The Immigration Advisory Service has been around since 1972, although, out of the ashes of the old United Kingdom Immigrants’ Advice Service, it transmogrified into its current incarnation in 1994. IAS is one of the biggest providers of immigration and asylum advice and representation, but has traditionally punched below its weight, producing few landmark cases or legal challenges. While Chief Executive Keith Best has something of a reputation for outspoken boat rocking, IAS staff have been fairly anonymous in the sector in the past.
That is definitely changing. One of the biggest immigration cases this year, EB (Kosovo), was an IAS case, and the long running Zimbabwe litigation was brought to a successful conclusion by IAS. Meanwhile, the organisation has recruited some hot legal talent. The indominatable Sheona York, formerly of Hammersmith and Fulham Law Centre, will shortly be joining them as some sort of lead lawyer and Kalvir Kaur at IAS (right, flanked to the right by the severe-looking Julian Bild and to the far left by Martina Flanaghan – both very good lawyers themselves) was recently recognised as Immigration Legal Aid Lawyer of the Year for her fantastic work with children and victims of trafficking.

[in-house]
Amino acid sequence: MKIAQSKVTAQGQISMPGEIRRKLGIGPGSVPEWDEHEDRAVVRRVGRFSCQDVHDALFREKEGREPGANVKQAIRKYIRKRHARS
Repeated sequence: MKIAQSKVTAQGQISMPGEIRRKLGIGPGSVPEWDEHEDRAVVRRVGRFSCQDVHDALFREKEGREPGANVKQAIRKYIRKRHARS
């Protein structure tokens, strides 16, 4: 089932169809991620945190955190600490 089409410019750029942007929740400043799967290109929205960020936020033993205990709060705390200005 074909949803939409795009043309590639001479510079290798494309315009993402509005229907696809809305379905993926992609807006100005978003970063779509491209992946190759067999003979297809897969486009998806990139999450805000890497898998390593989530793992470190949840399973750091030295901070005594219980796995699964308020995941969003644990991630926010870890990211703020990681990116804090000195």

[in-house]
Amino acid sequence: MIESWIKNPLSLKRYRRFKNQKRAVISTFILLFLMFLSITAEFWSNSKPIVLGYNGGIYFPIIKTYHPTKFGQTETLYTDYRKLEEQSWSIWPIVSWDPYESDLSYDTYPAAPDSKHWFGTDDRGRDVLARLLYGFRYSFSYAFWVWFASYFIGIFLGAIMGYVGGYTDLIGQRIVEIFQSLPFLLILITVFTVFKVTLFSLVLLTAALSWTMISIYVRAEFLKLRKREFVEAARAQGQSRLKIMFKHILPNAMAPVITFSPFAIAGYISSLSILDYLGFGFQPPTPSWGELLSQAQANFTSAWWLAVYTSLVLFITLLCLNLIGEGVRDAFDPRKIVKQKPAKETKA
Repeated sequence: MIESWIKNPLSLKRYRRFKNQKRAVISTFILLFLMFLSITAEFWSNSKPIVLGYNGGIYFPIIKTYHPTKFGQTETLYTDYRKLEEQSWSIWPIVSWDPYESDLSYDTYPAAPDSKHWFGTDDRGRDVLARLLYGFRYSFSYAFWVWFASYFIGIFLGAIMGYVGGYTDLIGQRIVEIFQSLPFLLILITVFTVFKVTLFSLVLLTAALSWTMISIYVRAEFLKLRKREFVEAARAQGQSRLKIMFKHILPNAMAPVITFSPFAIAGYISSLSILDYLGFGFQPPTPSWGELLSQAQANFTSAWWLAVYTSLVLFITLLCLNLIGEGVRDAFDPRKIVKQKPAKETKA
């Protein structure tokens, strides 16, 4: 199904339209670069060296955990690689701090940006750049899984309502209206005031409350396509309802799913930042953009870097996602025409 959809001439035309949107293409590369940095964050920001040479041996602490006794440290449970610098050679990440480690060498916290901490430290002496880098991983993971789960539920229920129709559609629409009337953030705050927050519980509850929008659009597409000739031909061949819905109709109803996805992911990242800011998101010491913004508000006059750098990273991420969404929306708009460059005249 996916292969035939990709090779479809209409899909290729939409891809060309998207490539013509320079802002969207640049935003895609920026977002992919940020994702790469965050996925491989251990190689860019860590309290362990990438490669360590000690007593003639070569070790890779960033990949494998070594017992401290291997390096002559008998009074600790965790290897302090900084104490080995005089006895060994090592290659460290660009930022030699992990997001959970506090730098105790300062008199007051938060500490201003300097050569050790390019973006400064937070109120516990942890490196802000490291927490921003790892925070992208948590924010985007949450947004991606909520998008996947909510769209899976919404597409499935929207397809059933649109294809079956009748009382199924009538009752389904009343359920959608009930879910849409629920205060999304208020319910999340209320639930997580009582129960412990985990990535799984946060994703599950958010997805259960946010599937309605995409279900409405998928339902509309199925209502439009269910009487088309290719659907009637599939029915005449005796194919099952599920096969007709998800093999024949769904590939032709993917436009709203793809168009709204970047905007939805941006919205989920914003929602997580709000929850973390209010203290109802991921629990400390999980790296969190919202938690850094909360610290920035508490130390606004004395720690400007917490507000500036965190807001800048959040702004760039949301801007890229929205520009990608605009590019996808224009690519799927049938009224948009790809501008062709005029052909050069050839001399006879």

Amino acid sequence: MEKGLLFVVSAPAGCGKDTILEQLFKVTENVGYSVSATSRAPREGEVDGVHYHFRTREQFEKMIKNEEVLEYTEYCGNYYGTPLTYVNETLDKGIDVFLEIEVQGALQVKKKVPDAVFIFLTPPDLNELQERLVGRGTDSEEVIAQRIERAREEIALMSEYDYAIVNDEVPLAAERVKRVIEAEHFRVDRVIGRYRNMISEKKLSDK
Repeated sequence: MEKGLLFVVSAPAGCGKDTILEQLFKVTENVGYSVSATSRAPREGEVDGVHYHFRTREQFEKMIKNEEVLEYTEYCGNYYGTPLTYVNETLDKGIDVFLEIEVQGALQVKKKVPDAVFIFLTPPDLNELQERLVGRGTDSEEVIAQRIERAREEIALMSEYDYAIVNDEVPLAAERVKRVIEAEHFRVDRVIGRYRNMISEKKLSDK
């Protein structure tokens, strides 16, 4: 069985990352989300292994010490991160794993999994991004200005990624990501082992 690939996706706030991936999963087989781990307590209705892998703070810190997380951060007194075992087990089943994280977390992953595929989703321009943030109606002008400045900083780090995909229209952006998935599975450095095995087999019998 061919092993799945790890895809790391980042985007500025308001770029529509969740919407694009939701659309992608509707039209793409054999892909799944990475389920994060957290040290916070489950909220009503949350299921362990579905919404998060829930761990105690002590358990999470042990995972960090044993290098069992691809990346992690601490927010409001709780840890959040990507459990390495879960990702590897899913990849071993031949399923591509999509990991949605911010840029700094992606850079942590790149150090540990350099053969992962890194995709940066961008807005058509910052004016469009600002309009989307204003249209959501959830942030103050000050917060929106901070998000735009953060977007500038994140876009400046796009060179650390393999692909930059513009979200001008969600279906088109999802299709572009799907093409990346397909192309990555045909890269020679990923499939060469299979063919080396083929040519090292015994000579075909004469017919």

Hopefully all this will give IAS staff a bit more to be proud of and instill a bit of justified self confidence.
Oddly, though, IAS was recently joined by a senior secondee from the Home Office, who is helping out for a year with management processes. Bringing in help from an organisation that (a) is hardly a model of administrative efficiency and good practise and (b) is your opponent in everything you do doesn’t sound terribly self-confident.